Publix, where shopping may be a pleasure, but trying to stop shoplifting can be hazardous to your career. Following a story about Publix store manager Mark Bryant stopping a Cuban sandwich thief, Bryant announced his retirement after serving the company for 40 years. Islander Photo: Mark Young
The details of Publix store manager Mark Bryant and Publix employees tackling and sitting on a Cuban sandwich thief made national news.
Within days of The Islander reporting the May 26 incident, Bryant — a 40-year Publix employee — retired without providing any notice to his employees at the Publix, 3900 East Bay Drive, Holmes Beach.
The nature of Bryant’s quick departure has left the Island community abuzz with speculation and some Publix employees sad and angry.
Was he fired? Did he violate policy? Was he forced to retire or did he just simply decide it was time?
These questions and more are being asked by some Publix employees, who have sent comments to The Islander stating their support for Bryant and their disappointment that Publix maintains Bryant’s retirement was voluntary.
Some employees don’t believe the dedicated “shepherd of our flock,” as one employee wrote, would leave without saying goodbye — unless forced to do so.
Employees also told The Islander they question why they were being told not to discuss the matter, if Bryant chose to retire.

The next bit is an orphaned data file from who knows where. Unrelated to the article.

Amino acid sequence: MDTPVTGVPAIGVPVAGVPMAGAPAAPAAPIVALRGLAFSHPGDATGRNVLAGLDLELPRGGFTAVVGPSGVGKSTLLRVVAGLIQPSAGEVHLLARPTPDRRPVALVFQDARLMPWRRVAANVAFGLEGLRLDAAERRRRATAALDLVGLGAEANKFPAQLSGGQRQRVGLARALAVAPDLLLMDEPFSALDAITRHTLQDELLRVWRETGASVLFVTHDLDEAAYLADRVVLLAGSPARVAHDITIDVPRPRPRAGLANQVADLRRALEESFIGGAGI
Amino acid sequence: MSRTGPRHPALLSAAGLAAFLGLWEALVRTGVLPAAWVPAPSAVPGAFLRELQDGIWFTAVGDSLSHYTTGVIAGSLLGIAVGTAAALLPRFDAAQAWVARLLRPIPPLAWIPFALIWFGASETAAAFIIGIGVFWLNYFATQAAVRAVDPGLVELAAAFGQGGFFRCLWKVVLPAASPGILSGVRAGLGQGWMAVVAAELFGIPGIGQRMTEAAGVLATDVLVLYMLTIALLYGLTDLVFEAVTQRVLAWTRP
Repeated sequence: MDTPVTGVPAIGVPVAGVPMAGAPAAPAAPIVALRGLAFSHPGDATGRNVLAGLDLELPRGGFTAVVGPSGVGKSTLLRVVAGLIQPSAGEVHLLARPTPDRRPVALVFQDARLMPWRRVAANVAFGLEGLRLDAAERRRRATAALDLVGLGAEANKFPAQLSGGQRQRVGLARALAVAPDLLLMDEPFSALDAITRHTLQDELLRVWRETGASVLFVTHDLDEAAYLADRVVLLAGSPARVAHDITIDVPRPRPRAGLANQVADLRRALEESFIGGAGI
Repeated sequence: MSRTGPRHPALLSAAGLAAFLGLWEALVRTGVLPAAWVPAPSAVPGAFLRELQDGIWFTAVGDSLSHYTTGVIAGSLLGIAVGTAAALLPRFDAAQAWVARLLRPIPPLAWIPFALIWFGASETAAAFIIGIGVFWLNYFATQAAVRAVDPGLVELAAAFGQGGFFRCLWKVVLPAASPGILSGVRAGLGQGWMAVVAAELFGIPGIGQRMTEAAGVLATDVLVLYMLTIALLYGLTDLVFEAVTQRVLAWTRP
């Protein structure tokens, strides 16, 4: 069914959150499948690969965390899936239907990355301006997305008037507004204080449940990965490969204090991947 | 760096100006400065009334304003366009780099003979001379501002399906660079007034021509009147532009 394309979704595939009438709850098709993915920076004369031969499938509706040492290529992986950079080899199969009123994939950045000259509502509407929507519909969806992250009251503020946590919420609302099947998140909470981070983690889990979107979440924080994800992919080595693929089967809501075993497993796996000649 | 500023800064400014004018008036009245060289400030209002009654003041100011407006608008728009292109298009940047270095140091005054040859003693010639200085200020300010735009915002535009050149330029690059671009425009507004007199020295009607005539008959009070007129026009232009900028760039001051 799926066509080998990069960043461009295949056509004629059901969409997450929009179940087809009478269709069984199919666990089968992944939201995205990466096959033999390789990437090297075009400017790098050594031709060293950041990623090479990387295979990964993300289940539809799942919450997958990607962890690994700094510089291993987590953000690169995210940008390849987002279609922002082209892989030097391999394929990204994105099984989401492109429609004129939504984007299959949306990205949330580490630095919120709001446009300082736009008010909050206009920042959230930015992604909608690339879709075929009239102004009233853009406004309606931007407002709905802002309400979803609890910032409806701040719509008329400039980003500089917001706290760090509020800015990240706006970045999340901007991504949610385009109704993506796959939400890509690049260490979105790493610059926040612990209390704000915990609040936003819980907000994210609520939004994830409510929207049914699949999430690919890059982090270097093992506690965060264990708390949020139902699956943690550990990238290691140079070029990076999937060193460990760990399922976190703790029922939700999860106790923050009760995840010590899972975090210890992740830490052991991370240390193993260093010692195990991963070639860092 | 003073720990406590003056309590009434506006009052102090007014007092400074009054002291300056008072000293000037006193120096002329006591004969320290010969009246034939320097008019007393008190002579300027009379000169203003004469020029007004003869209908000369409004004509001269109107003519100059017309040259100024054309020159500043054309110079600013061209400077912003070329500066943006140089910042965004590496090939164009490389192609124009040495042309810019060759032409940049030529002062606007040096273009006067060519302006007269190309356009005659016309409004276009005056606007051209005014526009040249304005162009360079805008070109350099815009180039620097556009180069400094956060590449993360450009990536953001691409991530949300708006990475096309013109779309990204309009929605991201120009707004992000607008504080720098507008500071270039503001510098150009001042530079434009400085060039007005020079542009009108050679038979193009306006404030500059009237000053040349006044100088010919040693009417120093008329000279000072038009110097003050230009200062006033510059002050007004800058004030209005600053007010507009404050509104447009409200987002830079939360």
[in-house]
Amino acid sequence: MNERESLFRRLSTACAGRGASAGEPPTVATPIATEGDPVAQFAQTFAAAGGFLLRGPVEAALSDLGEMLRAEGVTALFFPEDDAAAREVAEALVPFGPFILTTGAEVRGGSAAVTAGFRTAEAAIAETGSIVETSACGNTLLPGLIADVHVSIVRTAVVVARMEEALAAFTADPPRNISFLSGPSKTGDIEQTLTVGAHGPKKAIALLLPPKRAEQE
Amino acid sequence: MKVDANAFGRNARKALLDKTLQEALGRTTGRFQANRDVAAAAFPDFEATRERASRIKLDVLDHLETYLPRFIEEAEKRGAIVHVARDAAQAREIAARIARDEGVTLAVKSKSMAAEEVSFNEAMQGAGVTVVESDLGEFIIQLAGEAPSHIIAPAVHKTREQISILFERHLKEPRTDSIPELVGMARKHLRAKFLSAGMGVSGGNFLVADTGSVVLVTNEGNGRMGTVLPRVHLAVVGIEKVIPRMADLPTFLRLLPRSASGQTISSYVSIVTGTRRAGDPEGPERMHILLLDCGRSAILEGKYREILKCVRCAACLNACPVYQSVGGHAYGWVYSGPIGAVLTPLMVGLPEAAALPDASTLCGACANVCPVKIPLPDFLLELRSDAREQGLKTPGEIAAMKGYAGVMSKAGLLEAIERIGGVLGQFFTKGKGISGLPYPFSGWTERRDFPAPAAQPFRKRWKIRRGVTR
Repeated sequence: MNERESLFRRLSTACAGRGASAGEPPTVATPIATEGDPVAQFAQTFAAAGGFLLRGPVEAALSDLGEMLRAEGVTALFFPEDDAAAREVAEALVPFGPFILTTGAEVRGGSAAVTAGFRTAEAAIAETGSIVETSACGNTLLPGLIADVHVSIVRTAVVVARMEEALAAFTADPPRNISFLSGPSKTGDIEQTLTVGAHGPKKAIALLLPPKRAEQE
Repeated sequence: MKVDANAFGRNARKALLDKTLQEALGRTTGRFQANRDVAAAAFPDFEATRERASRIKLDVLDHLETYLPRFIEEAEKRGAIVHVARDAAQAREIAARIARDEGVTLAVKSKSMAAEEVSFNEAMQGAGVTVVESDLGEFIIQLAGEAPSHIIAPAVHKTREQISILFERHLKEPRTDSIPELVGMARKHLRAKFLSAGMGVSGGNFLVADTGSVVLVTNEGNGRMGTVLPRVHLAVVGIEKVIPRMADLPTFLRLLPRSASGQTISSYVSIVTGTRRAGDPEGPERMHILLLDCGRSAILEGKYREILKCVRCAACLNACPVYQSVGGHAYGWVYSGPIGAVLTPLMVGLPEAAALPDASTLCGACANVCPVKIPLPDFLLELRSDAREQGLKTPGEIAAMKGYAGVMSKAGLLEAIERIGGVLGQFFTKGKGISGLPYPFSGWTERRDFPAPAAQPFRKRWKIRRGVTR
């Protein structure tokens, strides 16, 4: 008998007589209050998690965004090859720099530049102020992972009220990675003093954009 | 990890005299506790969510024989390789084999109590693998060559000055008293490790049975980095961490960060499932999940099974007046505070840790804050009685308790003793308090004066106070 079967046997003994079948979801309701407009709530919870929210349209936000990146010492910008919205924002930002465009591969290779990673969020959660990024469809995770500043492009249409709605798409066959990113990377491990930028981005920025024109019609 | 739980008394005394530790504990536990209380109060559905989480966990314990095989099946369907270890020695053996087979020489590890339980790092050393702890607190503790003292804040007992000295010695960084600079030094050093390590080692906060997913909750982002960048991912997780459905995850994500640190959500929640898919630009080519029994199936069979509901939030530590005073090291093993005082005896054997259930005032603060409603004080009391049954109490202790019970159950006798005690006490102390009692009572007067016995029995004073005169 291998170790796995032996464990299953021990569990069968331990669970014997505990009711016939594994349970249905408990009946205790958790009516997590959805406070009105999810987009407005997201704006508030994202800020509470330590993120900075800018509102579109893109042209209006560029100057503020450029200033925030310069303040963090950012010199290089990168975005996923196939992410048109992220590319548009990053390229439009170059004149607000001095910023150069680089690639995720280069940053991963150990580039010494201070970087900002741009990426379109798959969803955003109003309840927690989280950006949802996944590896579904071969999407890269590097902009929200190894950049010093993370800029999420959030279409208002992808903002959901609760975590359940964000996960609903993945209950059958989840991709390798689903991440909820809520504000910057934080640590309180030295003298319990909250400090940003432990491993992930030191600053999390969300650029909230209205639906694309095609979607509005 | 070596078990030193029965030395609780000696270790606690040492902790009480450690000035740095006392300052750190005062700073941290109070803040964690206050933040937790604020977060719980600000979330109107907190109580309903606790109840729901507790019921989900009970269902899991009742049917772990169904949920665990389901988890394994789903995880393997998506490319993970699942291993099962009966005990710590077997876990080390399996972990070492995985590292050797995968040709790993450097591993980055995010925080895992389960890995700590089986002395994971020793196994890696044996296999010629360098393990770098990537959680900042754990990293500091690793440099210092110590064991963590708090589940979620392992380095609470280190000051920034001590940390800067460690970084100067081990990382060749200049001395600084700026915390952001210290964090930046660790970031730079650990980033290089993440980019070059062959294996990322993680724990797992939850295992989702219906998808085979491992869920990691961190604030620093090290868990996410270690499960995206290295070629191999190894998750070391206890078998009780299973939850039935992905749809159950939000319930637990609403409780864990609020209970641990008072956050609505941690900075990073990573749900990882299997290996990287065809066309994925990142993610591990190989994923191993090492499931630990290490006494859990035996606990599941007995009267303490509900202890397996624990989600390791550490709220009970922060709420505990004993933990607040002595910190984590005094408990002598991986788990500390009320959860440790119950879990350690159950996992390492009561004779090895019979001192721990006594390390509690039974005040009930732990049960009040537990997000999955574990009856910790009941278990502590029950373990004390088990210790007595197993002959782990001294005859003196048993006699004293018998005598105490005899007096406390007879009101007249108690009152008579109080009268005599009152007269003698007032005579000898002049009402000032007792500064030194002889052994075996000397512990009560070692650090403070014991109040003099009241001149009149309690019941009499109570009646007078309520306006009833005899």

Bryant had stopped a 21-year-old man outside the door of Publix May 26 when the man apparently had failed to pay for a Cuban sandwich. Like so many other shoplifting attempts, Bryant escorted the man back into the store, at which time the suspect initiated a physical altercation.
Bryant found himself in a scuffle with the man, and was quickly aided by other Publix employees, who eventually subdued the suspect by sitting on him until police arrived.
“Mark has worked diligently, helping us to keep our needed jobs,” said one letter writer. “Then in reciprocation for an act of bravery, an honorable man, defending Publix is quietly dismissed.”
The letter was written in “hopes Publix corporate office will reconsider and re-evaluate their actions in this matter and offer to reinstate this very dedicated, honest and honorable man.”
At least one employee said the news of Bryant’s quick departure was “a distressing shock within our work family. The here-today and gone-tomorrow activity that just took place has considerably shaken many, and most of our associates and department managers.”
Those who spoke feared retribution and were provided anonymity, while others wished to go on record, stating they realized they were risking their jobs, but wanted to support Bryant. The Islander opted to protect their identities.
Whether Bryant violated corporate policy is unknown.
Publix media and community relations manager Shannon Patten told The Islander that policy on the handling of shoplifters “is considered proprietary information and not something I am able to share,” she said.
When asked if Bryant retired on his own accord, Patten said, “In all associate situations, including Mark’s, Publix thoroughly reviews the facts and strives to be fair and consistent. Out of respect for our associate’s privacy, Publix keeps personnel matters confidential. The details of this situation are between Mark and Publix.”
Patten said she understands there has been some concern over Bryant’s sudden departure, but “the fact is that Mark made the decision on his own to retire,” she said.
Attempts to contact Bryant for comment were unsuccessful, as of press time for The Islander.